The Board of Selectmen approved the contract on Monday.
LANESBOROUGH, Mass. — The town is contracting with the Hampshire County Council of Governments to overhaul its computer systems.
On Monday, the Board of Selectmen approved signing the contract and set aside $12,000 to bring the council in to oversee the technology.
Town Administrator Paul Sieloff said there is flexibility in the number of hours in the contract. He hopes to have the consultants be very active to begin with and then lower the amount of time.
"My thought is initially take a higher amount of hours," Sieloff said, and cited the need for a "comprehensive" audit and management of the town's systems. "We have issues with our networking, data backup and recovery, antivirus and possibly changing our email service, repairs and troubleshooting, firewalls."
Voters had previously allocated $25,000 for IT services with the idea of hiring someone to begin the process. However, the need for updated software in various departments and information control was too worrisome for Sieloff to feel confident with the system as is.
"There has been a big push in Berkshire County. The Berkshire Regional Planning Commission held a meeting where they brought in a number of the towns to talk about 'what are we going to do with this because we know the majority of smaller towns are not managing this properly' and they are concerned about this," Sieloff said.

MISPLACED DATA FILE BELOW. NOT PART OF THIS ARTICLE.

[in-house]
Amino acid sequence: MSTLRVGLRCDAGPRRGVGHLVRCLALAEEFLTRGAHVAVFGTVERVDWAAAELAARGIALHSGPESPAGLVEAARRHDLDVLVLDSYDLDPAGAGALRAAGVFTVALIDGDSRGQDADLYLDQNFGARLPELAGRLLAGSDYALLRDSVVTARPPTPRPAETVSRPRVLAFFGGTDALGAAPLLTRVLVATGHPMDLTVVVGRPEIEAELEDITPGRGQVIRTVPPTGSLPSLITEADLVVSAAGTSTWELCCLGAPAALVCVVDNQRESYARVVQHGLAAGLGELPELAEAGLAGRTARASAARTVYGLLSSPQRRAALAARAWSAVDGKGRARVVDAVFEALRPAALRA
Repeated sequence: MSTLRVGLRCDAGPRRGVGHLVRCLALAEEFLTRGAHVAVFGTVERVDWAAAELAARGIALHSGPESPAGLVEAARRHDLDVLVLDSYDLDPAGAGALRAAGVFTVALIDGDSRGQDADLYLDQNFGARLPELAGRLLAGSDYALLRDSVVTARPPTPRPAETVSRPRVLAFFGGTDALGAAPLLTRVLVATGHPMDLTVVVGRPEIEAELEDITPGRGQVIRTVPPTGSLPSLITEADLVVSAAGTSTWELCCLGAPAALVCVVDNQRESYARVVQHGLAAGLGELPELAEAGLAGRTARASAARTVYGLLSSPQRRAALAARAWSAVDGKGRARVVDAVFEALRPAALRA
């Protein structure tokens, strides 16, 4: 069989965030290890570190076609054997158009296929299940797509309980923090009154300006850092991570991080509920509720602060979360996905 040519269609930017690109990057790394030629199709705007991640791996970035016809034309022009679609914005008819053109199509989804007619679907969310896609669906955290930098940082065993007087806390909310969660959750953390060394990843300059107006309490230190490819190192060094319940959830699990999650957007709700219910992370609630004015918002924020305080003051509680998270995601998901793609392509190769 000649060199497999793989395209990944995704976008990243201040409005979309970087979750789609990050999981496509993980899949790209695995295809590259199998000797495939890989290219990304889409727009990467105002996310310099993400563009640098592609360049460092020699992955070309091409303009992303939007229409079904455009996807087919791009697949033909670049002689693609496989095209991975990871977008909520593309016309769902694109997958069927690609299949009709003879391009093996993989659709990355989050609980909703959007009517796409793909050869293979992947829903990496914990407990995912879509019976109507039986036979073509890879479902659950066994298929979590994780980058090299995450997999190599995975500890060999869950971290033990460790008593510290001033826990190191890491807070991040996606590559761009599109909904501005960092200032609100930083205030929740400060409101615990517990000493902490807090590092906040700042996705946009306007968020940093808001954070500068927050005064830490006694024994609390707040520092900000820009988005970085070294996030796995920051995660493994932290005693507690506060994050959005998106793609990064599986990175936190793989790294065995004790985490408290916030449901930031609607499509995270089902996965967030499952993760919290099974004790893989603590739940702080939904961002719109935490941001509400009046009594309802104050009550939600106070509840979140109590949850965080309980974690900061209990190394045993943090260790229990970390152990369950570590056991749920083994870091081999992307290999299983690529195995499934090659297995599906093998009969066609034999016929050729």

Some $20,000 worth of software for the accounting office is currently on hold until the systems can be fully looked at, Sieloff said.
The town's systems — in Town Hall, the Police Department and the Highway Department — will have be vetted and monitored by Hampshire's subcontractors. The consultants will present best practices and advice on how to make a more efficient and secure system, Sieloff said.
Further, the consultants, with a staff of 15, will monitor the systems more than anyone internally can currently do and there will be a specific point person for the town. Additionally, the service includes troubleshooting assistance if and when a system crashes.
"The main benefit is a comprehensive management of our IT," Sieloff said.
Not only will the overhaul provide insight on types of programming but with the Massachusetts Broadband Institute in the process of installing fiber wire to town buildings, suggestions can be made to capitalize on that, Sieloff said.
After getting a handle on the town's systems, Sieloff hopes to be able to find ways to share services with other entities such as Mount Greylock Regional High School.
Sieloff said he is considering having the consultants there about 12 hours a month but there is flexibility that he will monitor to see what is needed.
"It seems like a lot of money I know just in a small office, if we have a failure we struggle to get things running again," Chairman John Goerlach said.
If all goes to plan, Sieloff said he could end up suggesting setting aside less money for IT services in the next budget.